Despite all of its pomp and circumstance, however, Samsung's KS8000 series also happens to be an excellent choice for gamers. While it doesn't have the lowest LED LCD input lag on record, our own testing and that of some of our colleagues revealed an average input lag (in Game mode) around 30ms, even with HDR enabled. Some older, low-resolution games may do a bit worse, but this should be nearly imperceptible on newer games, whether you're playing a competitive match of Overwatch in 1080p or the 4K/HDR-compatible Gears of War 4.

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TCL FS3800/FS3850 Series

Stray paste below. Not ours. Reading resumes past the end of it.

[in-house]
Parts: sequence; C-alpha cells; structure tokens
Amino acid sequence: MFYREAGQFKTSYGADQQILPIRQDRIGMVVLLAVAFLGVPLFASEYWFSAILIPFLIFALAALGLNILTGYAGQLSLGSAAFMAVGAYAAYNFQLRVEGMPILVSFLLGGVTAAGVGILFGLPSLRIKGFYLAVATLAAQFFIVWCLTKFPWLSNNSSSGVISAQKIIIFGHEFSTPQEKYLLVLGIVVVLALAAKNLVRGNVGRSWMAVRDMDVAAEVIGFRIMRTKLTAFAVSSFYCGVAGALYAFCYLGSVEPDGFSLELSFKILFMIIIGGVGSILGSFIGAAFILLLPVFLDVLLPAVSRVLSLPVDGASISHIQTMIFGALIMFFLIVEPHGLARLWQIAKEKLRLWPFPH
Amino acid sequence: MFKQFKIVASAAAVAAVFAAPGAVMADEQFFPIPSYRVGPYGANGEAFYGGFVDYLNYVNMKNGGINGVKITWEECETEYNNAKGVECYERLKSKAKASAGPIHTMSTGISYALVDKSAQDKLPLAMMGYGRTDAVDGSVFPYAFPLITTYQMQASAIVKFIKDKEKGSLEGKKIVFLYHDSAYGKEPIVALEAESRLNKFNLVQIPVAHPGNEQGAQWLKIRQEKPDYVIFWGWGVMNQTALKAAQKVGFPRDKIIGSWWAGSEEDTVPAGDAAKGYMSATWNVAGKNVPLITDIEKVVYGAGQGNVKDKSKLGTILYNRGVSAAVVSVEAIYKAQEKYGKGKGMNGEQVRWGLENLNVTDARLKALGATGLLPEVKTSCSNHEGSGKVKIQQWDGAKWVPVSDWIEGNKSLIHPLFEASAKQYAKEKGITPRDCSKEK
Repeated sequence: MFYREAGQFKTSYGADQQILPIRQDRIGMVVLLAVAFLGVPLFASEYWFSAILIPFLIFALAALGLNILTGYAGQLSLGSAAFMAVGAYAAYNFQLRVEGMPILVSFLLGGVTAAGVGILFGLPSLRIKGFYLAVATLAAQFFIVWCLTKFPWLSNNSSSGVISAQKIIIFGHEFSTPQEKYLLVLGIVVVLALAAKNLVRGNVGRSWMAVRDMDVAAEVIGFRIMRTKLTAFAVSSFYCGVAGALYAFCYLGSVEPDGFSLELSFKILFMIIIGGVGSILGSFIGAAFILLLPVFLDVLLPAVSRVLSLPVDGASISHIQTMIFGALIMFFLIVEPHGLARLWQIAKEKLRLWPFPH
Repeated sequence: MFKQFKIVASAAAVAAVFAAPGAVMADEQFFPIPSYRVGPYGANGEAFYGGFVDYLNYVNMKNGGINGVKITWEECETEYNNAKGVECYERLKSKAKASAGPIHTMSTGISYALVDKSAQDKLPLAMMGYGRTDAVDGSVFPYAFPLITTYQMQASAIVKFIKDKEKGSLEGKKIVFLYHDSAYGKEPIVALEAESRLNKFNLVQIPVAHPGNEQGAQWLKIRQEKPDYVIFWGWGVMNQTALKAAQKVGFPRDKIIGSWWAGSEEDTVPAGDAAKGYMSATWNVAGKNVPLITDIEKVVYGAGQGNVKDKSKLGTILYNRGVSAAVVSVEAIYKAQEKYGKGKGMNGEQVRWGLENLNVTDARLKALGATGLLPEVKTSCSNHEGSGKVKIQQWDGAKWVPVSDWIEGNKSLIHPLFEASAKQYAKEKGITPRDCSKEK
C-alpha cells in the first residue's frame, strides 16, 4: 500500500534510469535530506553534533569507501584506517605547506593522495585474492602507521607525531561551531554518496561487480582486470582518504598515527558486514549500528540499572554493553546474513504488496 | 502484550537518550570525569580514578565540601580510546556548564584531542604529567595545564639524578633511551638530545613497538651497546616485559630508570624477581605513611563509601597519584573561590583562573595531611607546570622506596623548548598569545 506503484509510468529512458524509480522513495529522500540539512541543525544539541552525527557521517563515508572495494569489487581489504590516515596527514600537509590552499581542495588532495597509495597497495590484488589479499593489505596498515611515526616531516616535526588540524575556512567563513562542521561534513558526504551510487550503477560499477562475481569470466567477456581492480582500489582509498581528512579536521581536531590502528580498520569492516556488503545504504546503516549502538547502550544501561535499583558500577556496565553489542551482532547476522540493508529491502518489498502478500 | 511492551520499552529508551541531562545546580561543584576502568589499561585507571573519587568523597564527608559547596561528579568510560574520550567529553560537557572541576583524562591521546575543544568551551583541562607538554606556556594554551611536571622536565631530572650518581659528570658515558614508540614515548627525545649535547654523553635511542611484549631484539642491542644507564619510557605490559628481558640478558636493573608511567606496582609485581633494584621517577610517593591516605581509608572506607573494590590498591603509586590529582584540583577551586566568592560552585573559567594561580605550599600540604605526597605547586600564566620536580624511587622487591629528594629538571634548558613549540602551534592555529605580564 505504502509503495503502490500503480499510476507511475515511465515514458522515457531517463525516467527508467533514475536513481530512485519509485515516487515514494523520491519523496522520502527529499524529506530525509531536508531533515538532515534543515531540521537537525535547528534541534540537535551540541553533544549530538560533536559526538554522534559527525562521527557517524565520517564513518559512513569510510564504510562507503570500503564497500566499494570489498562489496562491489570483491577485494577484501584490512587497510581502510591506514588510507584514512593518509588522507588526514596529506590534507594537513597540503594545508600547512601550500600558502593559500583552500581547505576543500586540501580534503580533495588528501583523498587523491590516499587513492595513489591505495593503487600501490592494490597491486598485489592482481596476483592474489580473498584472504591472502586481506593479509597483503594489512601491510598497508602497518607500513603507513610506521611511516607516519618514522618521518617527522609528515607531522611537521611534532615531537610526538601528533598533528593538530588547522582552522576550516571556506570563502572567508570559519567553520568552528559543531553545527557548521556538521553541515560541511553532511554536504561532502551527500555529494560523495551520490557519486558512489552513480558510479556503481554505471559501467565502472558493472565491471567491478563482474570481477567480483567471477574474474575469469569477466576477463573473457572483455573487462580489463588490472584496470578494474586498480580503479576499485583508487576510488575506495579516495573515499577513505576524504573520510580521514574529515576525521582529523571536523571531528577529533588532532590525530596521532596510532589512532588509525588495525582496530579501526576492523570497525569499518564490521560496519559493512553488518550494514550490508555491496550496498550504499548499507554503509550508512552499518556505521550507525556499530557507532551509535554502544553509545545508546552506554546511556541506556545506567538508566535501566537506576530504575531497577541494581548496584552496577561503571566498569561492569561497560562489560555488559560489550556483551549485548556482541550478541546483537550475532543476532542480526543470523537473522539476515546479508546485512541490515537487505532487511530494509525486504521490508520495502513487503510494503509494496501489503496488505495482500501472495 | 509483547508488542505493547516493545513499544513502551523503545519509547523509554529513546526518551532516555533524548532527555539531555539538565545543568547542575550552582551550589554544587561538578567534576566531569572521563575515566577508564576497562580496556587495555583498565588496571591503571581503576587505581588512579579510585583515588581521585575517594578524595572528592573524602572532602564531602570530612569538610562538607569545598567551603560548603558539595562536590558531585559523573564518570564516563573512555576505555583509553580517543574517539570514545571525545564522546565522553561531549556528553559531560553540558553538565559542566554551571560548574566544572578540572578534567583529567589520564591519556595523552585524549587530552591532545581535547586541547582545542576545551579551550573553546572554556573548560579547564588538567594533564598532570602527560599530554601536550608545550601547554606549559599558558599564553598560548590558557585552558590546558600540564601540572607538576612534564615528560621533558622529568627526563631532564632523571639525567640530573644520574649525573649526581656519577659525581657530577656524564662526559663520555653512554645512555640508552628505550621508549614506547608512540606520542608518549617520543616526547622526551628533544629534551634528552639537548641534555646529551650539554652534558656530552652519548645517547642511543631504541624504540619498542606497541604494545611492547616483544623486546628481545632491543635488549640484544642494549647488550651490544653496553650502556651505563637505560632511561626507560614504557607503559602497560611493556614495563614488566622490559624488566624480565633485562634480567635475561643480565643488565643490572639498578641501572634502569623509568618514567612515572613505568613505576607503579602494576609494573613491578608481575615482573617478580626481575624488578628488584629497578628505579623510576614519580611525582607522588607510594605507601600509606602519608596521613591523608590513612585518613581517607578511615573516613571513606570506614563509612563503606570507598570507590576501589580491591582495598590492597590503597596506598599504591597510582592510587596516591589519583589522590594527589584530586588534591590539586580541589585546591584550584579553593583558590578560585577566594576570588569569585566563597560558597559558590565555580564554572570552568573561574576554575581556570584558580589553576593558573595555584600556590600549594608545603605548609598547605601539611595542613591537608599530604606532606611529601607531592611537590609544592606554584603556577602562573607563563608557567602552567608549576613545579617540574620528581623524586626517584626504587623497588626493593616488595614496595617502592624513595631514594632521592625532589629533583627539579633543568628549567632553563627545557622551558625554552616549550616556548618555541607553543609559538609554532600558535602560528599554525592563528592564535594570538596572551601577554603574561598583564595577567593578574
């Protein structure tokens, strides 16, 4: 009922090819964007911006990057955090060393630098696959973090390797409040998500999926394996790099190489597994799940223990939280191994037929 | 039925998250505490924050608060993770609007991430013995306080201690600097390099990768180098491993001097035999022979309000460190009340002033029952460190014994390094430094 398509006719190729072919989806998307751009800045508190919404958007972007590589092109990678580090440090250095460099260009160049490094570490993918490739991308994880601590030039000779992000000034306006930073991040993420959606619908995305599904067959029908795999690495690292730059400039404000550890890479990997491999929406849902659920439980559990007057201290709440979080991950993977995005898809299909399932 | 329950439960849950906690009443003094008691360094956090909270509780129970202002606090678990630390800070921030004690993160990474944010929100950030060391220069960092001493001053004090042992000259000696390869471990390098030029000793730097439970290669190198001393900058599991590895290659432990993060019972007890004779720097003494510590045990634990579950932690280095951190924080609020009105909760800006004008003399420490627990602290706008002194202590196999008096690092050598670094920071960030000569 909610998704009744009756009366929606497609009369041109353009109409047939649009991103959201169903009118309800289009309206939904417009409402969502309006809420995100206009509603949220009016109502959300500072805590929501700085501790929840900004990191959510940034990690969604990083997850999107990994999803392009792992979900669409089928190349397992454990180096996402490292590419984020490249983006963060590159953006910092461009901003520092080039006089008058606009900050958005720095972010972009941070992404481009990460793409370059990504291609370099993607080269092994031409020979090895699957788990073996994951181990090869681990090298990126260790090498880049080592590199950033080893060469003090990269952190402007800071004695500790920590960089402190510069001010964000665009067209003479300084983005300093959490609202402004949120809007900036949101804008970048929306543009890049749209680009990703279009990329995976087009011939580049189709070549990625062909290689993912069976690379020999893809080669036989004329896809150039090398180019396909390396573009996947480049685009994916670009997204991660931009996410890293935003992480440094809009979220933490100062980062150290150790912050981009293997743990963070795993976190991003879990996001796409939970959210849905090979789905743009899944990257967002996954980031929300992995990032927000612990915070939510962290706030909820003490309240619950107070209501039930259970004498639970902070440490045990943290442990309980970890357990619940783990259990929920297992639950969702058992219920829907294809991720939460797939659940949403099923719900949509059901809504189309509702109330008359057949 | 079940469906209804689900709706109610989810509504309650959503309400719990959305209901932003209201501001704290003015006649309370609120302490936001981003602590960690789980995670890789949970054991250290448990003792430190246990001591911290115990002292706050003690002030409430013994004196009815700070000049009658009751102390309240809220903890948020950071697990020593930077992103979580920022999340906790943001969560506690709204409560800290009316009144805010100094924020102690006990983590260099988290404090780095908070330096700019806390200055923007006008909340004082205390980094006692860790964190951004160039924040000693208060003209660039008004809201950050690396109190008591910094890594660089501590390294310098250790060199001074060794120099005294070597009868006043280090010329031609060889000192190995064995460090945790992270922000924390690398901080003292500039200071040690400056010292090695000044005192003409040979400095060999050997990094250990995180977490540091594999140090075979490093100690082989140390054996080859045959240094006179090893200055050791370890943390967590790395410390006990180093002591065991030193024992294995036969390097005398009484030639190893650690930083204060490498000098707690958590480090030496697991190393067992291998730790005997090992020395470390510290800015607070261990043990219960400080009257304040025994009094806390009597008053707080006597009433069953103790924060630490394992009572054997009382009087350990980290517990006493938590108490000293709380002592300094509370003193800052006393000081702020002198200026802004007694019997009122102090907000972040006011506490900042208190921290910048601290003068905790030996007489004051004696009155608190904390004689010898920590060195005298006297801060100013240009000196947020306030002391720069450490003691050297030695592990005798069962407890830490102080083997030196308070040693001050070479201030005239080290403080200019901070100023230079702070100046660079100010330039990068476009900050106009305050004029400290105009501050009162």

Best Value

While far from a premium TV, the TCL FS3800/FS3850 Series sets are simply a great choice if you're a gamer on a budget. The FS38 TVs are mostly 1080p sets (the 32-inch is 720p), but with the average lag hovering around 27ms, you're getting some of the lowest LED/LCD input lag you can find on the market.
The low price tags may have gamers wondering if they're trading picture quality for faster response time, but fear not; we reviewed the 50-inch FS3850, and found that it performed well with good contrast and accurate-enough colors for what you're paying.

Best of all, these TCL TVs include Roku's excellent, robust smart platform built right in.
While you likely won't need access to apps like Netflix if you're already using a modern gaming console, Roku remains one of the most easy-to-use streaming platforms around. This makes the FS3800 an extra smart purchase for the non-gamers in your life who'd rather not deal with your fancy game box just to watch Gilmore Girls.